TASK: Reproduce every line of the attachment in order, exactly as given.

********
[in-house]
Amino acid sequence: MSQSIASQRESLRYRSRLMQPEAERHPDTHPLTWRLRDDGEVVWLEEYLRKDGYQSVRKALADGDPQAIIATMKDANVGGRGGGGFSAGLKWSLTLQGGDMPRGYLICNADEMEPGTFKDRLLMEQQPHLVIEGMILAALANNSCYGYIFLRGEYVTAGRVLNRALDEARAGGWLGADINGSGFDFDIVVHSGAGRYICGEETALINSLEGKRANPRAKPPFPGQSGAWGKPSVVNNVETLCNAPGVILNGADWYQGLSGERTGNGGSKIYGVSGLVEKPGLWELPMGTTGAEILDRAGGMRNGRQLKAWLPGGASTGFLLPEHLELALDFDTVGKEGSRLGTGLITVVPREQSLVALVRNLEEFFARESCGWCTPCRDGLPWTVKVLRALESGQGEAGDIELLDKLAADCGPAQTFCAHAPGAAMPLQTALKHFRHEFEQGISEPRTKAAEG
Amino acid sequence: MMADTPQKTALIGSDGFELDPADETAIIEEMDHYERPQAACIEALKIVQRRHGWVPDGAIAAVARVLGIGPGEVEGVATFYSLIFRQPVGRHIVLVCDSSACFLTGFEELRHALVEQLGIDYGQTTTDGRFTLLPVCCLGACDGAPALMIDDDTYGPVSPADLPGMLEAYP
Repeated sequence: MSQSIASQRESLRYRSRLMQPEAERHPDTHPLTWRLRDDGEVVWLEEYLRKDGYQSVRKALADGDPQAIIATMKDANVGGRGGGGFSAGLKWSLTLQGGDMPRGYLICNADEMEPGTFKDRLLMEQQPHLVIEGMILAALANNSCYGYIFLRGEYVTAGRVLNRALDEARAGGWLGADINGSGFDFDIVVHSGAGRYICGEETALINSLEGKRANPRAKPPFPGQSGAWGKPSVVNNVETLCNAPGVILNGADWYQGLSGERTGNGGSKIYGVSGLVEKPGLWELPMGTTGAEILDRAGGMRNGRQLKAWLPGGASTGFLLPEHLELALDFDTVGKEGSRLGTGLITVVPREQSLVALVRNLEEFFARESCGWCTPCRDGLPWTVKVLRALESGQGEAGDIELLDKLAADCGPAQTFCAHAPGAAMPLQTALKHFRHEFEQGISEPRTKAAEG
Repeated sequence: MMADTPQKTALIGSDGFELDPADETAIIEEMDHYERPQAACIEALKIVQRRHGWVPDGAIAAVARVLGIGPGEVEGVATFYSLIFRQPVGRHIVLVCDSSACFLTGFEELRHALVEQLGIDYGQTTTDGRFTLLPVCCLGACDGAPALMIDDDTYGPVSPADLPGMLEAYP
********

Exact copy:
[in-house]
Amino acid sequence: MSQSIASQRESLRYRSRLMQPEAERHPDTHPLTWRLRDDGEVVWLEEYLRKDGYQSVRKALADGDPQAIIATMKDANVGGRGGGGFSAGLKWSLTLQGGDMPRGYLICNADEMEPGTFKDRLLMEQQPHLVIEGMILAALANNSCYGYIFLRGEYVTAGRVLNRALDEARAGGWLGADINGSGFDFDIVVHSGAGRYICGEETALINSLEGKRANPRAKPPFPGQSGAWGKPSVVNNVETLCNAPGVILNGADWYQGLSGERTGNGGSKIYGVSGLVEKPGLWELPMGTTGAEILDRAGGMRNGRQLKAWLPGGASTGFLLPEHLELALDFDTVGKEGSRLGTGLITVVPREQSLVALVRNLEEFFARESCGWCTPCRDGLPWTVKVLRALESGQGEAGDIELLDKLAADCGPAQTFCAHAPGAAMPLQTALKHFRHEFEQGISEPRTKAAEG
Amino acid sequence: MMADTPQKTALIGSDGFELDPADETAIIEEMDHYERPQAACIEALKIVQRRHGWVPDGAIAAVARVLGIGPGEVEGVATFYSLIFRQPVGRHIVLVCDSSACFLTGFEELRHALVEQLGIDYGQTTTDGRFTLLPVCCLGACDGAPALMIDDDTYGPVSPADLPGMLEAYP
Repeated sequence: MSQSIASQRESLRYRSRLMQPEAERHPDTHPLTWRLRDDGEVVWLEEYLRKDGYQSVRKALADGDPQAIIATMKDANVGGRGGGGFSAGLKWSLTLQGGDMPRGYLICNADEMEPGTFKDRLLMEQQPHLVIEGMILAALANNSCYGYIFLRGEYVTAGRVLNRALDEARAGGWLGADINGSGFDFDIVVHSGAGRYICGEETALINSLEGKRANPRAKPPFPGQSGAWGKPSVVNNVETLCNAPGVILNGADWYQGLSGERTGNGGSKIYGVSGLVEKPGLWELPMGTTGAEILDRAGGMRNGRQLKAWLPGGASTGFLLPEHLELALDFDTVGKEGSRLGTGLITVVPREQSLVALVRNLEEFFARESCGWCTPCRDGLPWTVKVLRALESGQGEAGDIELLDKLAADCGPAQTFCAHAPGAAMPLQTALKHFRHEFEQGISEPRTKAAEG
Repeated sequence: MMADTPQKTALIGSDGFELDPADETAIIEEMDHYERPQAACIEALKIVQRRHGWVPDGAIAAVARVLGIGPGEVEGVATFYSLIFRQPVGRHIVLVCDSSACFLTGFEELRHALVEQLGIDYGQTTTDGRFTLLPVCCLGACDGAPALMIDDDTYGPVSPADLPGMLEAYP